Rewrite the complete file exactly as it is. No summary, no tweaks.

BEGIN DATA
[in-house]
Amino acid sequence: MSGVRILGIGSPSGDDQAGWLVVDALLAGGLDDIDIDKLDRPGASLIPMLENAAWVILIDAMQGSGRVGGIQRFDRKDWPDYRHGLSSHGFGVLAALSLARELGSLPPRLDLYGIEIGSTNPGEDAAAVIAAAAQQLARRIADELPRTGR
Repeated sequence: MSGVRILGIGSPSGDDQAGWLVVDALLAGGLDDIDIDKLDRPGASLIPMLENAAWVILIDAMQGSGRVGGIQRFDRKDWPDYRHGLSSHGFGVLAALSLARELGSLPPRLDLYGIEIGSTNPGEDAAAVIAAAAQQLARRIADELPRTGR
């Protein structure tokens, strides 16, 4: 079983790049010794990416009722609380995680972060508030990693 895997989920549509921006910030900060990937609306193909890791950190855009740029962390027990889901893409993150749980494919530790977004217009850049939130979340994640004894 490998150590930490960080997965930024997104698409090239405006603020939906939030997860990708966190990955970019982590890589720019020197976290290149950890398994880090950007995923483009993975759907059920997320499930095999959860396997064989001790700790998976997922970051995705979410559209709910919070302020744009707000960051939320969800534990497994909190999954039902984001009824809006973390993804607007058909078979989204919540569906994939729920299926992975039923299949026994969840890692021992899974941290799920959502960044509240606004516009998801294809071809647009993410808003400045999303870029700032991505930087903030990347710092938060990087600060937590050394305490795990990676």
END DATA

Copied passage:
[in-house]
Amino acid sequence: MSGVRILGIGSPSGDDQAGWLVVDALLAGGLDDIDIDKLDRPGASLIPMLENAAWVILIDAMQGSGRVGGIQRFDRKDWPDYRHGLSSHGFGVLAALSLARELGSLPPRLDLYGIEIGSTNPGEDAAAVIAAAAQQLARRIADELPRTGR
Repeated sequence: MSGVRILGIGSPSGDDQAGWLVVDALLAGGLDDIDIDKLDRPGASLIPMLENAAWVILIDAMQGSGRVGGIQRFDRKDWPDYRHGLSSHGFGVLAALSLARELGSLPPRLDLYGIEIGSTNPGEDAAAVIAAAAQQLARRIADELPRTGR
């Protein structure tokens, strides 16, 4: 079983790049010794990416009722609380995680972060508030990693 895997989920549509921006910030900060990937609306193909890791950190855009740029962390027990889901893409993150749980494919530790977004217009850049939130979340994640004894 490998150590930490960080997965930024997104698409090239405006603020939906939030997860990708966190990955970019982590890589720019020197976290290149950890398994880090950007995923483009993975759907059920997320499930095999959860396997064989001790700790998976997922970051995705979410559209709910919070302020744009707000960051939320969800534990497994909190999954039902984001009824809006973390993804607007058909078979989204919540569906994939729920299926992975039923299949026994969840890692021992899974941290799920959502960044509240606004516009998801294809071809647009993410808003400045999303870029700032991505930087903030990347710092938060990087600060937590050394305490795990990676």